Playfully Creating Products (And Running Wild)
The FutureDeck — developed in 2015 by GEElab director, Dr Steffen P Walz, originally under the moniker Deck Future Australia — is a social „What If?“ card game and, sneakily, a playful, speculative, 'brain-juggling' innovation tool that lets you invent, and dream of, convergent products for this prosperous, prospective world. The FutureDeck is available for purchase via playfuturedeck.com
Shaking up growth areas from Deloitte's Building the Lucky Country report
with key technologies and impacts — amongst the latter, albeit on a less serious note: Zombies!, Beauty, Armageddon, and select political leaders — this card game can help playfully spawn as well as challenge the next level of creative ideas, against your set of objectives, whilst assessing how ethical the outcomes might be. The FutureDeck can also be used to create absolutely ridiculous and silly endeavours with your new business or product, movie plot, fashion item or party theme – if that feels like a better pastime for the future.
The FutureDeck in brief
- Endorsed by Deloitte Centre for the Edge Australia and flanked by research from RMIT University’s GEElab and other sources.
- Playfully, seeks to inspire entrepreneurial, out-of-the-box, critical, reflective mindsets, to create headapace and 'brain juggling', and to facilitate for a fun (and oftentimes, silly) group and/or duo player activity to systematically (and by way of systems), to invent new possible, probable, plausible and impossible products.
- Next to default rule sets, invites players to create own game rules, topics, objectives and futures.
- Tried and tested audiences include e.g. design and technology conference participants & organizers; students & educators; research & innovation leaders in organizations; university program leaders managing programs concerned with business modeling, design and up-and-coming technologies; entrepreneurs, inventors and start-ups; creative, entertainment and IT industry representatives, as well as creative agencies; journalists writing about design and technology; and everyone caring about our futures. That should be ... YOU!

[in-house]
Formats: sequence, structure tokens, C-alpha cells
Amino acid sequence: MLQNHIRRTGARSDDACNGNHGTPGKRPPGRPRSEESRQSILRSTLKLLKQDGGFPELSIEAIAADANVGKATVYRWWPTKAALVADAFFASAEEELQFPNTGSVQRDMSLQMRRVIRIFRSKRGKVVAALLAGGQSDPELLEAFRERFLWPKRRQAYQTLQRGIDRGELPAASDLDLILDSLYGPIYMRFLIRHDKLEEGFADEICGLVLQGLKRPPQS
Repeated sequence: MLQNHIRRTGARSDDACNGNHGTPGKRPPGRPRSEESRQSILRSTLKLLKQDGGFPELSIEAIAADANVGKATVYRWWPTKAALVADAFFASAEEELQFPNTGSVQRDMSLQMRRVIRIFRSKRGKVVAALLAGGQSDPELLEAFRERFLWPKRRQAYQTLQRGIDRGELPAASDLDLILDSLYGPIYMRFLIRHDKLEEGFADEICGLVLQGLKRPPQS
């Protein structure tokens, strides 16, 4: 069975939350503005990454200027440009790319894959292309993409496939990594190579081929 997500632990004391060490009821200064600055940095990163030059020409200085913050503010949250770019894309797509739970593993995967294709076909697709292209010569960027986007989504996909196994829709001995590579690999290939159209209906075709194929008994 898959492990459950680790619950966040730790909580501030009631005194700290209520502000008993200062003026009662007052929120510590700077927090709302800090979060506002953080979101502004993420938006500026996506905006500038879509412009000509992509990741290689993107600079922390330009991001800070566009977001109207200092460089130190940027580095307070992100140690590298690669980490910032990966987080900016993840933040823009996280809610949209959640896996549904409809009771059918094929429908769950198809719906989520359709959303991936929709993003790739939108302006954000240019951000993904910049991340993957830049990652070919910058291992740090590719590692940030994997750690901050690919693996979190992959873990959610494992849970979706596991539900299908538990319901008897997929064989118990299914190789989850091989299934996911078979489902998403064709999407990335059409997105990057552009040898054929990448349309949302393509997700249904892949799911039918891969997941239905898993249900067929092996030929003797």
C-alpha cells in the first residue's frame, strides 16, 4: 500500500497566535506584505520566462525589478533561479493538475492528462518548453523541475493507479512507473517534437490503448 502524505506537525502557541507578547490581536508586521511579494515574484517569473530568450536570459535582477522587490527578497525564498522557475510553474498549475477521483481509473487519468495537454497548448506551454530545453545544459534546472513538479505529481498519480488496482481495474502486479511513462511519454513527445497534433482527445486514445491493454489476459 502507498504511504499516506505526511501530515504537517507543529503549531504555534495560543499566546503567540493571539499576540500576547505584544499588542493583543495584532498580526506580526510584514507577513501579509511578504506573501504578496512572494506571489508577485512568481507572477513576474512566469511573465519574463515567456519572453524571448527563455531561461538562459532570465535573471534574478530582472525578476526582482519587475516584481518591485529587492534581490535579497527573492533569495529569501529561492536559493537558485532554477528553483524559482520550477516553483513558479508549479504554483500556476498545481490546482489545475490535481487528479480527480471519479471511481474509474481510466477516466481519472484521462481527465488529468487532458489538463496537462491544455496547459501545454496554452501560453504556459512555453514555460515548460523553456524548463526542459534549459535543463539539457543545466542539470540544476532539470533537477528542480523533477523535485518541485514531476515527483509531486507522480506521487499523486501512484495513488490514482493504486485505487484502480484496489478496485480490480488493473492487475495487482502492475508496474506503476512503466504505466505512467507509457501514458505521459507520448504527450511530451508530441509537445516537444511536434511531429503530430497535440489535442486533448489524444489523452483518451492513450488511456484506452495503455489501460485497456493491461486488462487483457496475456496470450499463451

Press about the FutureDeck
Who is playing with the FutureDeck?
Organizations from around the world are using the FutureDeck already and/or have held FutureDeck-based workshops and play sessions with Steffen and colleagues, including these:
- Deloitte Centre for the Edge Australia & Deloitte Touche Tohmatsu Australia;
- the University of St. Gallen's Executive School, Switzerland;
- KornFerry / Airbus Innovation;
- the Victorian Department of Education and Training with the Game Developers' Association of Australia;
- the City of Melbourne's CityLab;
- Idea Bombing Melbourne;
- the University of Canberra's Faculty of Arts and Design;
- the City of Karlsruhe's Economic Development department, Germany;
- the bizplay conference, Germany;
- the Public Relations Institute of Australia's National Conference 2015;
- Code for Australia.
For research inquiries concerning the FutureDeck, please send an Email to the GEElab team. Please direct commercial inquiries for workshops and other services around the FutureDeck to Karlsruhe, Germany based gerenwa GmbH
Media analyst Henry Jenkins (2006) describes our age of convergence, in which digital media, computing and networking allow for joining components of classical media into unexpected new formations. One of the prime examples for this phenomenon are digital games, which are now played anytime, anywhere, on any device, and beyond; and how games now appear in everyday life as well as non-game contexts, in the gestalt of behavioral designs and interventions (Walz and Deterding 2014).
Maier (2015) takes Jenkins’ argument further, demonstrating how digitization blurs boundaries between hitherto separate industries, e.g. Pharmaceuticals, Nutrition, Insurance, or Automotive – cars become digital entertainment capsules and datacenters, even moving exhibition spaces, on wheels; Nutrition is person- and printable; "classical" companies are suddenly in competition with device and software manufacturers.
Last, but not least, "digital technology has changed how society relates to knowledge" (Evans-Greenwood, O'Leary and Williams 2015), and as such, we as educators need find mechanisms how to skill and facilitate for our students so they can thrive in an uncertain, ever-changing world (and consider their futures full of opportunity, instead of threat).
The FutureDeck seeks to connect these dots, by way of research-through-design.
- Evans-Greenwood, P., O'Leary, K. and P. Williams (2015). "The paradigm shift. Redefining education." Study published by Deloitte Touche Tohmatsu Limited. Available Online at http://www2.deloitte.com/au/en/pages/public-sector/articles/redefining-e...
- Jenkins, H. (2006). Convergence Culture: Where Old and New Media Collide. New York, London: New York University Press.
- Maier, J. (2015). The Ambidextrous Organization: Exploring the New While Exploiting the Now. London: Palgrave Macmillan.
- Walz, S.P. and S. Deterding (2014). "An Introduction to the Gameful World." In Walz, S.P. and S. Deterding (eds.). The Gameful World. Approaches, Issues, Applications. Cambridge, MA: The MIT Press. 1-13.
The FutureDeck has spawned so many delightful discussions with, as well as input and support from, peers and colleagues. Amongst these are Katrin Schöbel, Pete Williams, Wolfgang Renz, Ansgar Gerlicher, Jens Maier, Dirk Metzger, Steffen Buhl, Peter Moar, Peter Xing, Eddie Harran, Slav Tabachnik, Matthew Willcox, Penny Rowe, Alan Gibb, Jack Greig, Lorraine Tighe, Martyn Hook, Jeremy Yuille, Peter Evans-Greenwood, Rosella Mills, Nina Wlodarczyk, and certainly someone we forgot to mention.